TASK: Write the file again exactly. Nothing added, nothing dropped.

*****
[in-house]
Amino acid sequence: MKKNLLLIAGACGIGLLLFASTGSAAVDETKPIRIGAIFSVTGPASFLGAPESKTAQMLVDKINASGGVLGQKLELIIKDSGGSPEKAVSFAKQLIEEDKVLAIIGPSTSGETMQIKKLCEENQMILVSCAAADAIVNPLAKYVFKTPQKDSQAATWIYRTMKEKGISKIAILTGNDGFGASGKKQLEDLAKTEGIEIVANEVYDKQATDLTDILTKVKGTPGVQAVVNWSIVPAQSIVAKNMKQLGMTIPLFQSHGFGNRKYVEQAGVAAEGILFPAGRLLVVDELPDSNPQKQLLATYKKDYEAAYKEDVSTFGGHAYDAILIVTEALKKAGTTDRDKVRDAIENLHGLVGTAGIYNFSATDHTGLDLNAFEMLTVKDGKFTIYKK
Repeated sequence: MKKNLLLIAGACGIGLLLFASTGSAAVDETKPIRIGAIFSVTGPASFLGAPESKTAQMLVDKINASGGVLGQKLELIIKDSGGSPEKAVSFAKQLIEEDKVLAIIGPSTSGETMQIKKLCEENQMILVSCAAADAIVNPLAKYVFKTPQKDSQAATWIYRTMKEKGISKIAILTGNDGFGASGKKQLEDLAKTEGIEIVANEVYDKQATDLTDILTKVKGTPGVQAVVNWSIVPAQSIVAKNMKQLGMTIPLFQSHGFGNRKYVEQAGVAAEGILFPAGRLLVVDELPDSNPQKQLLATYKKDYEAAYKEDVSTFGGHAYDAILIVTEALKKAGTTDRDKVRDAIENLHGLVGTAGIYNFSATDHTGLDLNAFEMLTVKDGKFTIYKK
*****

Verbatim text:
[in-house]
Amino acid sequence: MKKNLLLIAGACGIGLLLFASTGSAAVDETKPIRIGAIFSVTGPASFLGAPESKTAQMLVDKINASGGVLGQKLELIIKDSGGSPEKAVSFAKQLIEEDKVLAIIGPSTSGETMQIKKLCEENQMILVSCAAADAIVNPLAKYVFKTPQKDSQAATWIYRTMKEKGISKIAILTGNDGFGASGKKQLEDLAKTEGIEIVANEVYDKQATDLTDILTKVKGTPGVQAVVNWSIVPAQSIVAKNMKQLGMTIPLFQSHGFGNRKYVEQAGVAAEGILFPAGRLLVVDELPDSNPQKQLLATYKKDYEAAYKEDVSTFGGHAYDAILIVTEALKKAGTTDRDKVRDAIENLHGLVGTAGIYNFSATDHTGLDLNAFEMLTVKDGKFTIYKK
Repeated sequence: MKKNLLLIAGACGIGLLLFASTGSAAVDETKPIRIGAIFSVTGPASFLGAPESKTAQMLVDKINASGGVLGQKLELIIKDSGGSPEKAVSFAKQLIEEDKVLAIIGPSTSGETMQIKKLCEENQMILVSCAAADAIVNPLAKYVFKTPQKDSQAATWIYRTMKEKGISKIAILTGNDGFGASGKKQLEDLAKTEGIEIVANEVYDKQATDLTDILTKVKGTPGVQAVVNWSIVPAQSIVAKNMKQLGMTIPLFQSHGFGNRKYVEQAGVAAEGILFPAGRLLVVDELPDSNPQKQLLATYKKDYEAAYKEDVSTFGGHAYDAILIVTEALKKAGTTDRDKVRDAIENLHGLVGTAGIYNFSATDHTGLDLNAFEMLTVKDGKFTIYKK